We may find, however, additional reasons for our opinion in the fact that there are other stories common to Greenland and Oregon. One of the most remarkable among these is the story of the man who recovered his eyesight. The tale runs about as follows: A boy lost his eyesight, and ever since that time his mother let him [p.17] starve. His sister, who loved him dearly, fed him whenever she was able to do so. One day a bear attacked their hut, and the mother gave the boy his bow and arrow, levelled it, and the boy shot the bear. His flesh served the mother and sister for food all through the winter, while she had told the boy that he had missed the bear and that it had made its escape. In spring a wild goose flew over the hut and asked the boy to follow it. The bird took the boy to a pond, dived with him several times, and thus restored his eyesight. The boy then took revenge on his mother. I recorded this, story once on the shores of Baffin Bay, once in Rivers Inlet in British Columbia. Rink tells the same story from Greenland. Here we have an excellent example of a very complex story in two widely separated regions. We cannot doubt for a moment that it is actually the same story which is told by the Eskimo and by the Indian. Besides this story there are quite a number of others which are common to the Eskimo and to tribes of the North Pacific coast.

From these facts we conclude that diffusion of tales between the Eskimo and the Indian tribes of the western half of our continent has been quite extensive. On the other hand, notwithstanding many assertions to the contrary, there are hardly any close relations between the tales of the Algonquin and the Eskimo. In Leland's collection of New England tales, for instance, I found only one or possibly two elements that belong to Eskimo lore,—the capture of a bathing girl by taking away her clothing, and the killing of birds which were enticed to come into a lodge. Both of these appear, however, in combinations which differ entirely from those in which they occur in the Eskimo tales.

There are, however, very close relations between the tales of the Algonquin and those of the Pacific coast I will select one of the most striking examples. Leland, in his collection of Algonquin legends (p. 145), tells of two sisters who slept in a forest, and, on seeing stars, wished them to become their husbands. On the following morning they found themselves in heaven, one the wife of a man with beautiful eyes, the other the wife of a man with red twinkling eyes,—both the stars whom they had desired for their husbands. Then they peeped down through a hole in the ground and perceived the earth, to which they eventually returned. This abstract may stand for another story which I collected at Victoria, B. C. There are quite a number of other Algonquin tales which are found also on the Pacific coast. I select some more examples from Leland's book because the distance between the tribes he studied and those of the Pacific coast is the greatest. He tells of the rabbit which tried to rival in a variety of ways a number of animals. The same tales are told of Hiawatha and Nanabozhoo; in Alaska they are told of the [p.18] raven. In a Passamaquoddy legend it is stated (Leland, op. cit., p. 38) that a witch asked a man to free her from vermin which consisted of toads and porcupines. When she asked the man to crush the poisonous vermin he deceived her by crushing cranberries which he had brought along instead. I collected the same tale in a number of places on the North Pacific coast.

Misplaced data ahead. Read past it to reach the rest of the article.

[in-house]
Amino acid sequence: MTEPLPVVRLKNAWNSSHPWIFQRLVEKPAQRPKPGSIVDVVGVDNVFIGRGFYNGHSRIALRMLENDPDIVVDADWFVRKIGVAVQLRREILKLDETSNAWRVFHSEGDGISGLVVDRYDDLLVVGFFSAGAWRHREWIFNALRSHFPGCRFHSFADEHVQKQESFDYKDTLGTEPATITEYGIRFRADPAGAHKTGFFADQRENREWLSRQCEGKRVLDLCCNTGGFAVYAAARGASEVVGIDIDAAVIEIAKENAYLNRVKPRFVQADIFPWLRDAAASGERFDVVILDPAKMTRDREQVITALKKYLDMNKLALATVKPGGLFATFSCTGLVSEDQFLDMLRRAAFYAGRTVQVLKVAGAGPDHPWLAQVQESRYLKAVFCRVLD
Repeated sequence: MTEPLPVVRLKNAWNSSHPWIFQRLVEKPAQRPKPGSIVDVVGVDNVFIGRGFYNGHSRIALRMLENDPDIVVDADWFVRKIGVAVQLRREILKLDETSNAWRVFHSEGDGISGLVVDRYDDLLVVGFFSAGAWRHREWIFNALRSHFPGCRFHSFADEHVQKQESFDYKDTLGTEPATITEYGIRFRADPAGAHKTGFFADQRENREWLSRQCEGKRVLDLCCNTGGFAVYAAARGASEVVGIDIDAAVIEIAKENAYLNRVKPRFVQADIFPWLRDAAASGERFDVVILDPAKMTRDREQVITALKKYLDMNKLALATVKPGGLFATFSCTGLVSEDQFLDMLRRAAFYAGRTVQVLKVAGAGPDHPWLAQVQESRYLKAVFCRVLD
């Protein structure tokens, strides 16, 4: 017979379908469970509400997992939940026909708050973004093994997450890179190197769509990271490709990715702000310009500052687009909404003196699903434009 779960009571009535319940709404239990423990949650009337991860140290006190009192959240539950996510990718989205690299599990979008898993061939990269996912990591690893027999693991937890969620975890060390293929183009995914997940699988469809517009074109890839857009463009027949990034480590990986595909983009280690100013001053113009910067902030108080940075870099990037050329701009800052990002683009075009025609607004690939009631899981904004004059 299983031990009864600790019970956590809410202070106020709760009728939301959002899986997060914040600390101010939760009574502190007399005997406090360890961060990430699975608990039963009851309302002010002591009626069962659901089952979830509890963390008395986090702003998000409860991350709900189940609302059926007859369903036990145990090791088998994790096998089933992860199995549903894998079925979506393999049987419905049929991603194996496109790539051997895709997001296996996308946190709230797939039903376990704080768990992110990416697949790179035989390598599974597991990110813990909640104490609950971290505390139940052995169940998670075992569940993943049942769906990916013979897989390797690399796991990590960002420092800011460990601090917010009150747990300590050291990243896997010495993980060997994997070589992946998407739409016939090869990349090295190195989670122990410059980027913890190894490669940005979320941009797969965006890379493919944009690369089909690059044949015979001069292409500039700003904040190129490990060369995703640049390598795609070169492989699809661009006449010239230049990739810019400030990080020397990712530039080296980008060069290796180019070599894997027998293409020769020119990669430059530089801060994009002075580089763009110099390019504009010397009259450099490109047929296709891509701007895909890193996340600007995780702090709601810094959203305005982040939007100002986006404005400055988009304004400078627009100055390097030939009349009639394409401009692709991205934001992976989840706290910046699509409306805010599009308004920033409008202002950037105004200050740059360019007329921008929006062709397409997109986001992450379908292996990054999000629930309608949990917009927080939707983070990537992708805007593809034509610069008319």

This series of complex stories from the extreme east and the extreme west of our continent leaves no doubt that each originated at one point.

The end of the story of the women who were married to stars differs somewhat in New England and on the Pacific coast. In the East the stars permit the women to return, while in the West they find the possibility of return by digging roots contrary to the commands of their husbands. In doing so they make a hole through the sky and see the earth. They then make a rope, which they fasten to their spades and let themselves down.

We find the same incident in a story which Mr. A. S. Gatschet collected among the Kiowa. In the creation legend of this tribe, it is told that a woman was taken up to the sky. The analysis of the two legends reveals the following series of identical incidents: 1. A woman taken up to the sky. 2. Is forbidden to dig certain roots. 3. She disobeys her husband, and discovers a hole through which she can see the world. 4. She secretly makes a rope and lets herself down. In this case we may apply our first principle, and conclude that the tale in this form must have sprung from one centre. This conclusion is strengthened by the fact that the rest of the Kiowa legend coincides with another tale from the Northwest coast, which is also a creation legend. The Kiowa tale continues telling how the son of the sun fed upon his mother's body. Then an old woman captured him by making arrows and a ball (which is used as a target) for him and inducing him to steal them. I have recorded this tale among the Tsimshian at the northern boundary of British Columbia.